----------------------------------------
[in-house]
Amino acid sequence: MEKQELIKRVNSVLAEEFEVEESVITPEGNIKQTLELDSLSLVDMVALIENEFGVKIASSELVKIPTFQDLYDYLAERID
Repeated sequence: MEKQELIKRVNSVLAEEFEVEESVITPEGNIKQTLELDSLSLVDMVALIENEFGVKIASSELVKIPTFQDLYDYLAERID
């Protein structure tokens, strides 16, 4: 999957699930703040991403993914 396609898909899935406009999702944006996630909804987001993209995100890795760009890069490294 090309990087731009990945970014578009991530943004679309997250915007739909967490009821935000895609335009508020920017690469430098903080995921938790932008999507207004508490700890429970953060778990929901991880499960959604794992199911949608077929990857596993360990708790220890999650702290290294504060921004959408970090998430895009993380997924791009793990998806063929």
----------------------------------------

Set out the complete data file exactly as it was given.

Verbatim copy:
[in-house]
Amino acid sequence: MEKQELIKRVNSVLAEEFEVEESVITPEGNIKQTLELDSLSLVDMVALIENEFGVKIASSELVKIPTFQDLYDYLAERID
Repeated sequence: MEKQELIKRVNSVLAEEFEVEESVITPEGNIKQTLELDSLSLVDMVALIENEFGVKIASSELVKIPTFQDLYDYLAERID
């Protein structure tokens, strides 16, 4: 999957699930703040991403993914 396609898909899935406009999702944006996630909804987001993209995100890795760009890069490294 090309990087731009990945970014578009991530943004679309997250915007739909967490009821935000895609335009508020920017690469430098903080995921938790932008999507207004508490700890429970953060778990929901991880499960959604794992199911949608077929990857596993360990708790220890999650702290290294504060921004959408970090998430895009993380997924791009793990998806063929």